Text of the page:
COCKLES AND MUSSELS ALIVE AND TO GO
Many coastal cities have a delicious tradition of shore-side dinners, from East Coast clambakes at the beach to fresh cracked crab at Fisherman’s Wharf in San Francisco.
While Los Angeles beaches may be more associated with surfboards than seafood, we too have a long line of fine seaside restaurants. Some have been shore-side since the late ‘40s, but others, riding the tide of seafood’s current popularity, have moved considerably inland.
These places aren’t found in a foodie’s diary, but crowds are often elbow-to-elbow at peak hours. And if waiting is necessary, it is usually worth it. All are dedicated to serving the freshest seafood--often still alive until the order is placed.
Quality Seafood has been under the Redondo Beach Pier since 1953. Wholesaler to many local restaurants, this market displays the most diverse assortment of seafood in Los Angeles: rows of fish from tiny sardines to sleek barracuda or scaly red rockfish “in the round” (cleaned and whole) fill two long rooms. Mongers stand ready to explain each fish and order it cooked for you “any way you want.” For $1.50 extra per person, corn, coleslaw, butter and lemon wedges complete the meal. In another area clams, lobsters or crabs steam in giant vats, ready to be wrapped in newspaper for a feast on a stone table outside.
Borrow a hammer (a $3 deposit is required) to free succulent bites from their shells, buy a pitcher of beer, find a place in the sun or walk upstairs to the shaded tables, roll up your sleeves and eat to the sound of the waves.
Quality Seafood, 130 S. International Boardwalk, Redondo Beach, (213) 372-6408. Open 9 a.m.-8 p.m. daily.
Just upstairs you can dine in a more traditional setting. Tony’s Fish Market Restaurants have been on the pier for more than 30 years. Tony’s smokes many kinds of fish on the premises. Whatever you do, don’t leave without some.
Tony’s Fish Market, 112 Fisherman’s Wharf, Redondo Beach, (213) 347-1442. Open 11:30 a.m.-midnight daily.
The clientele at the Crusty Crab is an international one. Here you’ll see people from many cultures enjoying the charm of feasting in an open-air market. During my visit, a large Brazilian family had spread its feast over two of the wooden picnic tables. Some of the family were in the crab rooms, and after much pointing and discussion they fished several of the crustaceans from their cement tanks and handed them to an attendant who weighed and steamed them. Melted butter and lemon wedges were passed around, and everyone--aunts, cousins and children alike--fell to the serious task of savoring the fresh crab. An Asian couple was intent on selecting a female crab. “Asians love the crab roe,” I was told, “so we make it easy to find by putting the females in separate tanks.”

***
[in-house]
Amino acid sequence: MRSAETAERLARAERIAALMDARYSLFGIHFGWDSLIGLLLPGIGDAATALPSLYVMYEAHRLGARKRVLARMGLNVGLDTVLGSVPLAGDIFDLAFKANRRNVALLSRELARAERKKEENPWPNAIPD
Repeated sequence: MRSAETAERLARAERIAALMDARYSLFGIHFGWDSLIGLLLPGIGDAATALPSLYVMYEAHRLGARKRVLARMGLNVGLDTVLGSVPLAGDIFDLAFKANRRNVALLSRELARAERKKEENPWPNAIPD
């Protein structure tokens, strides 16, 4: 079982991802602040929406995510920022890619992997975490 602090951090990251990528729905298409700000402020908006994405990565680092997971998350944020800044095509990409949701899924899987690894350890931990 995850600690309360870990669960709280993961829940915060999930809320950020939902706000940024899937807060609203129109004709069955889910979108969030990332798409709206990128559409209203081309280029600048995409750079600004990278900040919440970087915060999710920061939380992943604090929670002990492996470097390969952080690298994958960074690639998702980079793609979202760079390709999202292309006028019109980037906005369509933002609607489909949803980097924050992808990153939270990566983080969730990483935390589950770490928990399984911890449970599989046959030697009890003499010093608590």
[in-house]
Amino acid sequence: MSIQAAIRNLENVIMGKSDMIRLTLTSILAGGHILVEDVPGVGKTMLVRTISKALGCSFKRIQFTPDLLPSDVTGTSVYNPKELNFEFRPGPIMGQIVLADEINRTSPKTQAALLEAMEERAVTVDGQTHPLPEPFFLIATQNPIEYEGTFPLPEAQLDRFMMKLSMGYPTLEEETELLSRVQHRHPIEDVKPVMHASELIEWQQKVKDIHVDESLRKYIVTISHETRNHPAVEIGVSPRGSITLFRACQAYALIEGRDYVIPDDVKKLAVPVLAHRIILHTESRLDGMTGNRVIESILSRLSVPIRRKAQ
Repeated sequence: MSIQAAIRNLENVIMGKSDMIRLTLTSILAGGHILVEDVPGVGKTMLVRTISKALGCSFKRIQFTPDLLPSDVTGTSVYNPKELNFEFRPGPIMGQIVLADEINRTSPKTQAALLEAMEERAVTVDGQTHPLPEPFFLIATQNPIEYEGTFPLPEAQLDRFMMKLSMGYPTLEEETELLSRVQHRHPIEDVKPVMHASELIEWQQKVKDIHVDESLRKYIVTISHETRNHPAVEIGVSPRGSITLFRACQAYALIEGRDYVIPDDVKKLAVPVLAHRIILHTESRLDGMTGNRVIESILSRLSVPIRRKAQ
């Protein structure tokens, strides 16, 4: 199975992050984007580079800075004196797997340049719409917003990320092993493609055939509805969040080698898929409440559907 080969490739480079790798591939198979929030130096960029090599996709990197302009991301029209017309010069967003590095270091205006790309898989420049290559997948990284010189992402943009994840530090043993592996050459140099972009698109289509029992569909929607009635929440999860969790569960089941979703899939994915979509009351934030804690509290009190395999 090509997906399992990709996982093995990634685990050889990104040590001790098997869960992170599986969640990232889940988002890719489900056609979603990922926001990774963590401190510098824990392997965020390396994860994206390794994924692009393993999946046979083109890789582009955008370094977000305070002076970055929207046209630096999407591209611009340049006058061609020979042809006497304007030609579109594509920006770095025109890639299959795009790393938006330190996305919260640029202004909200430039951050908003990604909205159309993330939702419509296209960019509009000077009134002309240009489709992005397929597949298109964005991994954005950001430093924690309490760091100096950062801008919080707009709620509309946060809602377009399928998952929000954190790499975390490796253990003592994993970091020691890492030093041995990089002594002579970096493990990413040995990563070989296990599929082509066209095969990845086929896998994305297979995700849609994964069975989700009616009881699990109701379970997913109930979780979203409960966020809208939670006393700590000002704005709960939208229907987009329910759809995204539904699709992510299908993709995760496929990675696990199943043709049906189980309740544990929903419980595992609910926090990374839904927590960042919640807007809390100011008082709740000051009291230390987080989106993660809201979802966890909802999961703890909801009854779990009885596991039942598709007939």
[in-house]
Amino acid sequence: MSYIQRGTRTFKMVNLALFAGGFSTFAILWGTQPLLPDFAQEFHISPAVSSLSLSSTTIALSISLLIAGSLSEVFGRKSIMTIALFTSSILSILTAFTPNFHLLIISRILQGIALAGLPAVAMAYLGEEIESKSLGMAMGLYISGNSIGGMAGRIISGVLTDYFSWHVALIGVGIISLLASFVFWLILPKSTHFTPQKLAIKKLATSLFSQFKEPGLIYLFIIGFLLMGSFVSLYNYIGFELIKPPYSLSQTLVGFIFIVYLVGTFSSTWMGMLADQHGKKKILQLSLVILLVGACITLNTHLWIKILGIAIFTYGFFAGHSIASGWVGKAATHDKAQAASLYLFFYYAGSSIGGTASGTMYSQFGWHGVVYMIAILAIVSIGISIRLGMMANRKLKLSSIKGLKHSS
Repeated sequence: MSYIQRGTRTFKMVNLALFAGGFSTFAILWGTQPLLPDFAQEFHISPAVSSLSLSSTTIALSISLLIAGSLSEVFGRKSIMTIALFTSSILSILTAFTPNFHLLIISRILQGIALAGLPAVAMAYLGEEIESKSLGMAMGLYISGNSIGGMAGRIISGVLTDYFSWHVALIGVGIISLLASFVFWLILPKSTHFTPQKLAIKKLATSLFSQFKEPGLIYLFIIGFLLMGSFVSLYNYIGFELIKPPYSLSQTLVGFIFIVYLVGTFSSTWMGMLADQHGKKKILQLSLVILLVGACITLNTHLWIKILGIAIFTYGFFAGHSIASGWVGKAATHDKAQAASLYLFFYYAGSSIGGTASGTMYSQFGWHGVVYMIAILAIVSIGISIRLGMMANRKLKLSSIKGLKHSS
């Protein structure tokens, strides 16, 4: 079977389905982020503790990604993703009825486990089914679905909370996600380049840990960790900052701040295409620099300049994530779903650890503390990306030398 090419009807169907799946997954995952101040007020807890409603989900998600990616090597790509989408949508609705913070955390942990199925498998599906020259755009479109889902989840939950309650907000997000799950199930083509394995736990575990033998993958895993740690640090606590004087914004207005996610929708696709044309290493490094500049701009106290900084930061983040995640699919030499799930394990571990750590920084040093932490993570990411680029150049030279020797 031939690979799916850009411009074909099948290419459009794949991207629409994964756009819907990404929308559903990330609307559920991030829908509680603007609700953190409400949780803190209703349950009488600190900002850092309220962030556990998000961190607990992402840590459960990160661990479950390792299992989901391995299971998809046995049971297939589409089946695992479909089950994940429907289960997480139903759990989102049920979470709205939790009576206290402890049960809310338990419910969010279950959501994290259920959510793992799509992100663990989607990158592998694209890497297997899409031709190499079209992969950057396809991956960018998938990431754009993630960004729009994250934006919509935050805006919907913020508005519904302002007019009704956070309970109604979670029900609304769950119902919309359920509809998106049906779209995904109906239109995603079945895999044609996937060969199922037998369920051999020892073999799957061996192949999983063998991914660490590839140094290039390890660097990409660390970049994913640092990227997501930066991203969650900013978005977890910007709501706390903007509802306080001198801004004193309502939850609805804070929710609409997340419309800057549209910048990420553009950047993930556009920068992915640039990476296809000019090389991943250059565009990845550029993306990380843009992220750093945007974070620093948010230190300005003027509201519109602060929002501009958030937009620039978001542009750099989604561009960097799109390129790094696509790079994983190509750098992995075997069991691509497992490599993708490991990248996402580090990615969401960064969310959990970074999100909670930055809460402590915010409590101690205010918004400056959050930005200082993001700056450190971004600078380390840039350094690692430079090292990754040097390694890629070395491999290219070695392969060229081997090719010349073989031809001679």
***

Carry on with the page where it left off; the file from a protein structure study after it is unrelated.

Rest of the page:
The live clams and Maine lobsters also have tanks of their own. An attendant will hand you large tongs to fish out the one of your choice. On weekdays, a steaming oven cooks the shellfish, but the huge, brick-lined crab boiler is fired up for the weekend crowds.
Across from the crab room, there’s a fish market and a separate seafood restaurant. You can also buy fish and chips at a take-out window to eat at the waterside tables.
Crusty Crab, Ports O’ Call Village, 1146 Nagoya, Berth 79, San Pedro, (213) 519-9058. Open Mon.-Thurs. 7 a.m.-6 p.m., weekends 7 a.m.-7 p.m.
Just across the walkway from the Crusty Crab, families gather to decide which fish to have cooked at the “Take-Out Food” area. The cooks will grill or deep-fry any fish for $1 per person. A long case in the market’s center displays most of the filleted fish. But the room with huge, noisy bubbling tanks is the most active spot at the market. Lively Maine lobsters, clams, mussels and local and spider crabs can be selected for steaming or to be eaten on the half shell.
The market boasts an inviting deck with umbrella-shaded wooden tables. Friday nights there is an all-you-can-eat seafood barbecue, including a salad bar, for $10.95. People come to enjoy the salty air and to watch the boats in Los Angeles Harbor while they eat. I’d go back again and again for the perfectly steamed clams loaded with butter and garlic and a sprinkling of fresh parsley.
San Pedro Fish Market and Restaurant, Ports O’ Call Village, 1190 Nagoya, Berth 78, San Pedro, (213) 832-4251. Open 8 a.m. to 9 p.m. daily--till 10 p.m. in the summertime.
On the Los Angeles-Ventura county line, Neptune’s Net in Malibu is a hangout for locals. “If you’ve had too much partying, the clam chowder will really fix you up” a friend told me. Plenty of red cayenne and black pepper impart a zippy character to the creamy clam-filled broth. It’s a do-it-yourself operation here. Choose live local crabs, clams, Maine lobsters or other available shellfish offerings (check the blackboard) from cement tanks and one of the staff will give you a number. When your order is ready, take your plate over to a wooden picnic table on the covered patio and dig in. A sink is provided for washing-up when you’re finished. If you want fried fish, such as the highly recommended clam basket, order it from the kitchen on the other side of the tank rooms.